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Gate Theatre director Róisín McBrinn: ‘A big part of what I’m trying to do is ensure as many voices as possible are given space and power’

After the success of Fun Home, the head of the Dublin venue is staging the Irish premiere of Circle Mirror Transformation

Twenty-two years ago there was an intriguing event at the Gate Theatre. Amid the Dublin venue’s familiar programme of revived classics, literary adaptations and premieres by Irish playwrights, there was an opportunity to see a buzzy new play by an exciting voice from New York.

Neil LaBute had a reputation for darkly comic, extreme dramas, and his latest play, The Shape of Things, was receiving an Irish production just a year after its world premiere. It starred a young Cillian Murphy as an insecure college student who is exploited by an artist who makes him the subject of her work. One of the things that stands out in people’s minds is the fresh image of the Gate stage resembling a bold, stylish art gallery populated by young Americans.

“I remember there was a big, white box of a set, and being inspired by the provocation of it,” says Róisín McBrinn, the venue’s artistic director, who saw that 2002 production.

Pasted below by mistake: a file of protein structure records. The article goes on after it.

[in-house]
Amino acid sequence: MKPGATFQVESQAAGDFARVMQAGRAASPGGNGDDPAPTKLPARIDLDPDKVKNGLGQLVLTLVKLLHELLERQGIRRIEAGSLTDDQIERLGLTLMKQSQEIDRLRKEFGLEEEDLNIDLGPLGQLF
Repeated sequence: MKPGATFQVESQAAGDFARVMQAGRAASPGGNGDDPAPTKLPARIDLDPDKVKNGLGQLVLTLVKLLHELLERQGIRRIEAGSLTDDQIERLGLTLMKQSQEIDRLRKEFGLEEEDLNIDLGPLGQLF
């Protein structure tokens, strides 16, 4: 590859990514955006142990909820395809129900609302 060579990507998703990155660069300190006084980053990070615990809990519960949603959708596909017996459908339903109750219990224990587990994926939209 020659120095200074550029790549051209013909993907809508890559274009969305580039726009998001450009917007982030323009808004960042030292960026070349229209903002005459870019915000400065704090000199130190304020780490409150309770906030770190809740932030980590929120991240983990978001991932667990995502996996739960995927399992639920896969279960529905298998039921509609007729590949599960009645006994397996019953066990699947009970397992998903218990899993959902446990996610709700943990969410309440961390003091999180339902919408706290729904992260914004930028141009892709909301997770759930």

In this second year of her leadership, she seems to be bringing the theatre around to a similar format. Back then it staged two of LaBute’s dramas in as many years. Now, after bringing Lisa Kron and Jeanine Tesori’s magnificent musical Fun Home to the Gate, McBrinn is preparing the Irish premiere of Circle Mirror Transformation, the breakout play by the Pulitzer-winning dramatist Annie Baker.


Much of McBrinn’s work has looked in the opposite direction, over the Irish Sea towards Britain, where she lived for nearly 20 years. The striking Before the Rain, produced by the Sherman Theatre, in Wales, was a stark depiction of neglect in working-class Cardiff. Experiences within the English prison system featured in admirable works such as Typical Girls, Favour, and Dixon and Daughter, produced by the ground-breaking London company Clean Break, where McBrinn worked for eight years.

Before all that she seemed to have the United States on her mind. On a college exchange to California studying Latin-American theatre, she came across José Rivera, whose plays are swirling and dreamlike: Giants Have Us in Their Books sends Caribbean fairy tales roaming through modern-day New York; the drama References to Salvador Dalí Make Me Hot shows a couple’s marital difficulties melt into an absurd fantasy featuring lusty desert animals. McBrinn staged both of them early in her career. “There was a magic realism at the heart of a lot of his work,” she says. “I remember being interested formally in what that meant.”